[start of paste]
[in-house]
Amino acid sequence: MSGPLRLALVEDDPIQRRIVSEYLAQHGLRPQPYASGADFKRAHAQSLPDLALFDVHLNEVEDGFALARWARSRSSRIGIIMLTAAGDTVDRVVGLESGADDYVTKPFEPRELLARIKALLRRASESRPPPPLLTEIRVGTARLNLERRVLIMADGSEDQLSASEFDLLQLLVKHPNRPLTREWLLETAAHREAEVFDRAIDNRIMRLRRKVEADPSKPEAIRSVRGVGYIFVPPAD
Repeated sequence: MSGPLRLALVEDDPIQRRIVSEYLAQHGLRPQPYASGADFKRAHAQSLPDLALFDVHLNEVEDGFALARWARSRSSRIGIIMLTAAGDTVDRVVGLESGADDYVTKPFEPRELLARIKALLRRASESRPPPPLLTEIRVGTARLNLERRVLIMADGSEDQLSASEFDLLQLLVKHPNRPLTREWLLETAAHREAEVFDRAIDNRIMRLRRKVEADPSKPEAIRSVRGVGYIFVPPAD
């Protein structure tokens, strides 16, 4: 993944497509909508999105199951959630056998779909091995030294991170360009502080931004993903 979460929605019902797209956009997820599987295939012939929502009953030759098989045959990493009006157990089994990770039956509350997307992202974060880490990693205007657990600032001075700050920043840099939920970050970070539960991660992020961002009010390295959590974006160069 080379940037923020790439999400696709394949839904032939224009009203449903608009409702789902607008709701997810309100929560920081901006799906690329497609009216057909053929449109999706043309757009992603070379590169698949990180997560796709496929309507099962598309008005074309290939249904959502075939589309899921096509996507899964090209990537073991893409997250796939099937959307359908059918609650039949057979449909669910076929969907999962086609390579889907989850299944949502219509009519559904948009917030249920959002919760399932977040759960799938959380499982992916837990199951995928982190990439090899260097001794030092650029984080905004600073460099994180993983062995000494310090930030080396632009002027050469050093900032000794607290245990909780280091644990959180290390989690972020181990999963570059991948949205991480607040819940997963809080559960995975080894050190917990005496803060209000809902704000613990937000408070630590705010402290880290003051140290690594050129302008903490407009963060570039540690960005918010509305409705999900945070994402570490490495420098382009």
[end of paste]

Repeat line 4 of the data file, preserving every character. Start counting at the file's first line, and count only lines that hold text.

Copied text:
């Protein structure tokens, strides 16, 4: 993944497509909508999105199951959630056998779909091995030294991170360009502080931004993903 979460929605019902797209956009997820599987295939012939929502009953030759098989045959990493009006157990089994990770039956509350997307992202974060880490990693205007657990600032001075700050920043840099939920970050970070539960991660992020961002009010390295959590974006160069 080379940037923020790439999400696709394949839904032939224009009203449903608009409702789902607008709701997810309100929560920081901006799906690329497609009216057909053929449109999706043309757009992603070379590169698949990180997560796709496929309507099962598309008005074309290939249904959502075939589309899921096509996507899964090209990537073991893409997250796939099937959307359908059918609650039949057979449909669910076929969907999962086609390579889907989850299944949502219509009519559904948009917030249920959002919760399932977040759960799938959380499982992916837990199951995928982190990439090899260097001794030092650029984080905004600073460099994180993983062995000494310090930030080396632009002027050469050093900032000794607290245990909780280091644990959180290390989690972020181990999963570059991948949205991480607040819940997963809080559960995975080894050190917990005496803060209000809902704000613990937000408070630590705010402290880290003051140290690594050129302008903490407009963060570039540690960005918010509305409705999900945070994402570490490495420098382009």